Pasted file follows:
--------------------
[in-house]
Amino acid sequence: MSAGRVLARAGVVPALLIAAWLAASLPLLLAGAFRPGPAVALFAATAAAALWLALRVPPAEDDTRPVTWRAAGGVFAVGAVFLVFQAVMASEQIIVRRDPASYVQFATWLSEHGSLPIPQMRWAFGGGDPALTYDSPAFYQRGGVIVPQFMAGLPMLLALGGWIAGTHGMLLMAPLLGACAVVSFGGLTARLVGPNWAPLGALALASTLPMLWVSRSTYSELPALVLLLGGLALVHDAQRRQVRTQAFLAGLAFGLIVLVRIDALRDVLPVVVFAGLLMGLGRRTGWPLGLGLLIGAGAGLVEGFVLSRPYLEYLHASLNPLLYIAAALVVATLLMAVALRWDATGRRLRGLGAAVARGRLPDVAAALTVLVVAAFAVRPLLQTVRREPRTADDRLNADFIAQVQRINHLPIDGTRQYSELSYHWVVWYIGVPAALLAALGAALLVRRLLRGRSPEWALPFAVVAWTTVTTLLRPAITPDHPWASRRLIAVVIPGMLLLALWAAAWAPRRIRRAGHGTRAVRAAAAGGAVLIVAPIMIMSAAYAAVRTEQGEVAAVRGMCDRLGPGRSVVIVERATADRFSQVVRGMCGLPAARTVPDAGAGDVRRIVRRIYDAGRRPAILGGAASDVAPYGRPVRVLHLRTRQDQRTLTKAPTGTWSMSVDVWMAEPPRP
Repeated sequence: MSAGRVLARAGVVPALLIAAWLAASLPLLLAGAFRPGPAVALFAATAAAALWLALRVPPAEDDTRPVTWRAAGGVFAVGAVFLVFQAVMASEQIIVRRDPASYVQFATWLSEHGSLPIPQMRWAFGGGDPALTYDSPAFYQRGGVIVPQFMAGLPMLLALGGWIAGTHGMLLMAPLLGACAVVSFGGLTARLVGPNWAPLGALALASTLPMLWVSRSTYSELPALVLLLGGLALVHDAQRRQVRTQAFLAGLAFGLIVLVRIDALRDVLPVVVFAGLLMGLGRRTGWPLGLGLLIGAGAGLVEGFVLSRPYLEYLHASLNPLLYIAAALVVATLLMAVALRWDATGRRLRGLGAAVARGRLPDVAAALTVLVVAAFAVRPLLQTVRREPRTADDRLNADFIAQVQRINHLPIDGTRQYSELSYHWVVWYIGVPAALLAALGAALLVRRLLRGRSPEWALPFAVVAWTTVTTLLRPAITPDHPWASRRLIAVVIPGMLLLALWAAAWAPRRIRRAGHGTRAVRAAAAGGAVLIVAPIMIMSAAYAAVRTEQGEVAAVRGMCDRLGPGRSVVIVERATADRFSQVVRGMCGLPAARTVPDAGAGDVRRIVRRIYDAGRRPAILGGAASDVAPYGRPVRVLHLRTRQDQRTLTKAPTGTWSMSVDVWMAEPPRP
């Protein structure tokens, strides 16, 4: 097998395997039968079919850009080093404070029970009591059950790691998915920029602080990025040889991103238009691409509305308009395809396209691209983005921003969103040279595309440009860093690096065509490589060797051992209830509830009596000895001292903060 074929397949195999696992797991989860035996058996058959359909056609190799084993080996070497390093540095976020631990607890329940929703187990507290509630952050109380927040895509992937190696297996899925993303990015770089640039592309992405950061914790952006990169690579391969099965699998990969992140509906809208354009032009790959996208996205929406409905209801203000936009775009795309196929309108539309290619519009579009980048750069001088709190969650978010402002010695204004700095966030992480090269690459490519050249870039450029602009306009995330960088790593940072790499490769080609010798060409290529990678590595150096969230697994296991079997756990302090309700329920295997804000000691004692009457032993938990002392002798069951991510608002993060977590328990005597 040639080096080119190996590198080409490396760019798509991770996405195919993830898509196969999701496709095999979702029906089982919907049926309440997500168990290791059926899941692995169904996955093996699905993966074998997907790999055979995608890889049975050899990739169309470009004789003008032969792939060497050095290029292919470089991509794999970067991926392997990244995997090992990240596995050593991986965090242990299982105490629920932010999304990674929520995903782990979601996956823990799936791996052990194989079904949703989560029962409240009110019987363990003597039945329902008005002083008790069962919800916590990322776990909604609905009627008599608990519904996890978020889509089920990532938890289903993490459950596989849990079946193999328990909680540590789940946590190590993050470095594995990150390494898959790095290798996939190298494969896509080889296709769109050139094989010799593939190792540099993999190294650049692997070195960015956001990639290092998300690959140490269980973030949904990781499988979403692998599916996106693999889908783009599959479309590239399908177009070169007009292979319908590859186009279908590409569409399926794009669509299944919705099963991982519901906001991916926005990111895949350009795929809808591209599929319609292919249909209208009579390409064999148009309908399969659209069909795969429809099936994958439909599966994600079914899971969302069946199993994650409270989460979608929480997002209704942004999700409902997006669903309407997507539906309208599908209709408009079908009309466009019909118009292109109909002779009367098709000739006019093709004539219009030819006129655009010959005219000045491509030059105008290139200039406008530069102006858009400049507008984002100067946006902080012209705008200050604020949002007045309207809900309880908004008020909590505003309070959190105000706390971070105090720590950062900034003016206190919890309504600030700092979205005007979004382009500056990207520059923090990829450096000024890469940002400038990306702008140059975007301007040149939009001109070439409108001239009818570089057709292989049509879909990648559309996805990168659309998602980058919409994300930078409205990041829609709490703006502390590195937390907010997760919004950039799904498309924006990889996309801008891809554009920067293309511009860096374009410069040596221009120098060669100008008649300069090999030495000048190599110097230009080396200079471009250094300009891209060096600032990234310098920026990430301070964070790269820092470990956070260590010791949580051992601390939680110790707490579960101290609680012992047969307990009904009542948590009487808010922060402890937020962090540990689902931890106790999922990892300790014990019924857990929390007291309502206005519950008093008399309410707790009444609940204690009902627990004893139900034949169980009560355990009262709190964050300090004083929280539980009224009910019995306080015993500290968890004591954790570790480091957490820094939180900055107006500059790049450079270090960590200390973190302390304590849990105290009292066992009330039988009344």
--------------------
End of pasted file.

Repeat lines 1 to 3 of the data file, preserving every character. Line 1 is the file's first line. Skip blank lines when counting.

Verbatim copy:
[in-house]
Amino acid sequence: MSAGRVLARAGVVPALLIAAWLAASLPLLLAGAFRPGPAVALFAATAAAALWLALRVPPAEDDTRPVTWRAAGGVFAVGAVFLVFQAVMASEQIIVRRDPASYVQFATWLSEHGSLPIPQMRWAFGGGDPALTYDSPAFYQRGGVIVPQFMAGLPMLLALGGWIAGTHGMLLMAPLLGACAVVSFGGLTARLVGPNWAPLGALALASTLPMLWVSRSTYSELPALVLLLGGLALVHDAQRRQVRTQAFLAGLAFGLIVLVRIDALRDVLPVVVFAGLLMGLGRRTGWPLGLGLLIGAGAGLVEGFVLSRPYLEYLHASLNPLLYIAAALVVATLLMAVALRWDATGRRLRGLGAAVARGRLPDVAAALTVLVVAAFAVRPLLQTVRREPRTADDRLNADFIAQVQRINHLPIDGTRQYSELSYHWVVWYIGVPAALLAALGAALLVRRLLRGRSPEWALPFAVVAWTTVTTLLRPAITPDHPWASRRLIAVVIPGMLLLALWAAAWAPRRIRRAGHGTRAVRAAAAGGAVLIVAPIMIMSAAYAAVRTEQGEVAAVRGMCDRLGPGRSVVIVERATADRFSQVVRGMCGLPAARTVPDAGAGDVRRIVRRIYDAGRRPAILGGAASDVAPYGRPVRVLHLRTRQDQRTLTKAPTGTWSMSVDVWMAEPPRP
Repeated sequence: MSAGRVLARAGVVPALLIAAWLAASLPLLLAGAFRPGPAVALFAATAAAALWLALRVPPAEDDTRPVTWRAAGGVFAVGAVFLVFQAVMASEQIIVRRDPASYVQFATWLSEHGSLPIPQMRWAFGGGDPALTYDSPAFYQRGGVIVPQFMAGLPMLLALGGWIAGTHGMLLMAPLLGACAVVSFGGLTARLVGPNWAPLGALALASTLPMLWVSRSTYSELPALVLLLGGLALVHDAQRRQVRTQAFLAGLAFGLIVLVRIDALRDVLPVVVFAGLLMGLGRRTGWPLGLGLLIGAGAGLVEGFVLSRPYLEYLHASLNPLLYIAAALVVATLLMAVALRWDATGRRLRGLGAAVARGRLPDVAAALTVLVVAAFAVRPLLQTVRREPRTADDRLNADFIAQVQRINHLPIDGTRQYSELSYHWVVWYIGVPAALLAALGAALLVRRLLRGRSPEWALPFAVVAWTTVTTLLRPAITPDHPWASRRLIAVVIPGMLLLALWAAAWAPRRIRRAGHGTRAVRAAAAGGAVLIVAPIMIMSAAYAAVRTEQGEVAAVRGMCDRLGPGRSVVIVERATADRFSQVVRGMCGLPAARTVPDAGAGDVRRIVRRIYDAGRRPAILGGAASDVAPYGRPVRVLHLRTRQDQRTLTKAPTGTWSMSVDVWMAEPPRP